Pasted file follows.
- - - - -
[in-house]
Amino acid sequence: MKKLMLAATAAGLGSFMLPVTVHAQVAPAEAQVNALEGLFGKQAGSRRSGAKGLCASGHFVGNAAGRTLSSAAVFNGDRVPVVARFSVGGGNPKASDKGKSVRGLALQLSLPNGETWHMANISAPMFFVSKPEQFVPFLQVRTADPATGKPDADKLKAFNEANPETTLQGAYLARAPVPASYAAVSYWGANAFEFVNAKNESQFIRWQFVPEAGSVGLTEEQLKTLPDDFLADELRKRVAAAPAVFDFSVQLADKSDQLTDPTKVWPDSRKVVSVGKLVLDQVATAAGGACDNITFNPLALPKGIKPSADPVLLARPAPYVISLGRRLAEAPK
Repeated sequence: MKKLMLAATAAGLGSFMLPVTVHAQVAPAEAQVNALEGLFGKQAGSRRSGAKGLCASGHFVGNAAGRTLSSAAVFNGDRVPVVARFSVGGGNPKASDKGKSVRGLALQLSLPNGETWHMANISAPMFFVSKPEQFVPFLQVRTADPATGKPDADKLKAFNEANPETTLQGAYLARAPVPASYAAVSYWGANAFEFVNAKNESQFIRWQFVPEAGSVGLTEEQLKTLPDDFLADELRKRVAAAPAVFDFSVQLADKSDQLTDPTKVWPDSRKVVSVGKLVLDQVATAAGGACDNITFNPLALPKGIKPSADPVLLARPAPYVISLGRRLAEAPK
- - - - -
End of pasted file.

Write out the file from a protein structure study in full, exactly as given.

[in-house]
Amino acid sequence: MKKLMLAATAAGLGSFMLPVTVHAQVAPAEAQVNALEGLFGKQAGSRRSGAKGLCASGHFVGNAAGRTLSSAAVFNGDRVPVVARFSVGGGNPKASDKGKSVRGLALQLSLPNGETWHMANISAPMFFVSKPEQFVPFLQVRTADPATGKPDADKLKAFNEANPETTLQGAYLARAPVPASYAAVSYWGANAFEFVNAKNESQFIRWQFVPEAGSVGLTEEQLKTLPDDFLADELRKRVAAAPAVFDFSVQLADKSDQLTDPTKVWPDSRKVVSVGKLVLDQVATAAGGACDNITFNPLALPKGIKPSADPVLLARPAPYVISLGRRLAEAPK
Repeated sequence: MKKLMLAATAAGLGSFMLPVTVHAQVAPAEAQVNALEGLFGKQAGSRRSGAKGLCASGHFVGNAAGRTLSSAAVFNGDRVPVVARFSVGGGNPKASDKGKSVRGLALQLSLPNGETWHMANISAPMFFVSKPEQFVPFLQVRTADPATGKPDADKLKAFNEANPETTLQGAYLARAPVPASYAAVSYWGANAFEFVNAKNESQFIRWQFVPEAGSVGLTEEQLKTLPDDFLADELRKRVAAAPAVFDFSVQLADKSDQLTDPTKVWPDSRKVVSVGKLVLDQVATAAGGACDNITFNPLALPKGIKPSADPVLLARPAPYVISLGRRLAEAPK